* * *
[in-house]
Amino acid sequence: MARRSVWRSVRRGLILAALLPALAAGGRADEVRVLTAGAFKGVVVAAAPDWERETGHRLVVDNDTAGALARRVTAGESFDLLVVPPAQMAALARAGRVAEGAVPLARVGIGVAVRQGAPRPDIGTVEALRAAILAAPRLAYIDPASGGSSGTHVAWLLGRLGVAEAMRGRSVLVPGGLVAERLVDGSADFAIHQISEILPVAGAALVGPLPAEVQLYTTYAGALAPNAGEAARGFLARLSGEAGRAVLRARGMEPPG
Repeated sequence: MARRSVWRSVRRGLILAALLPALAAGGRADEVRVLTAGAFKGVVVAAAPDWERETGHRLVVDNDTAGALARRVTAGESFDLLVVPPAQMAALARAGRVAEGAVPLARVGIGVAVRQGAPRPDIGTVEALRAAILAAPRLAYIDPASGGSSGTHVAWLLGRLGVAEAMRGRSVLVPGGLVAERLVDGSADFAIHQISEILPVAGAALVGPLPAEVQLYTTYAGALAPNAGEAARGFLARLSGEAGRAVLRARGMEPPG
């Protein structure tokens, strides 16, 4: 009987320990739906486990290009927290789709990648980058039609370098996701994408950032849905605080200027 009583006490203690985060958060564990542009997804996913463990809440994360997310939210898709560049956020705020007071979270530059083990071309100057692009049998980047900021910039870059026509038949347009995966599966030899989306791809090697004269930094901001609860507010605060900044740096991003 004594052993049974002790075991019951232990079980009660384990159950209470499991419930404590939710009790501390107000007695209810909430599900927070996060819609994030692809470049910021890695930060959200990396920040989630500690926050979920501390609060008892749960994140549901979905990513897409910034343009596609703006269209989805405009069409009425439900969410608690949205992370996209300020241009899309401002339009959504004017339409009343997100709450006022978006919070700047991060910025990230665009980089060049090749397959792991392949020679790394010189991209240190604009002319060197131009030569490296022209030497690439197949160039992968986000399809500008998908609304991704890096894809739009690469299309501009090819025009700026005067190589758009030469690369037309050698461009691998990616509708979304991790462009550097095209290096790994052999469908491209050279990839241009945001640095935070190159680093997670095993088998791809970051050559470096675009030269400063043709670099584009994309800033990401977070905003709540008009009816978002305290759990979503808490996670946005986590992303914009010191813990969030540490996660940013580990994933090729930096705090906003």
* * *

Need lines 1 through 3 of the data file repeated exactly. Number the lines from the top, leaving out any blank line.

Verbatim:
[in-house]
Amino acid sequence: MARRSVWRSVRRGLILAALLPALAAGGRADEVRVLTAGAFKGVVVAAAPDWERETGHRLVVDNDTAGALARRVTAGESFDLLVVPPAQMAALARAGRVAEGAVPLARVGIGVAVRQGAPRPDIGTVEALRAAILAAPRLAYIDPASGGSSGTHVAWLLGRLGVAEAMRGRSVLVPGGLVAERLVDGSADFAIHQISEILPVAGAALVGPLPAEVQLYTTYAGALAPNAGEAARGFLARLSGEAGRAVLRARGMEPPG
Repeated sequence: MARRSVWRSVRRGLILAALLPALAAGGRADEVRVLTAGAFKGVVVAAAPDWERETGHRLVVDNDTAGALARRVTAGESFDLLVVPPAQMAALARAGRVAEGAVPLARVGIGVAVRQGAPRPDIGTVEALRAAILAAPRLAYIDPASGGSSGTHVAWLLGRLGVAEAMRGRSVLVPGGLVAERLVDGSADFAIHQISEILPVAGAALVGPLPAEVQLYTTYAGALAPNAGEAARGFLARLSGEAGRAVLRARGMEPPG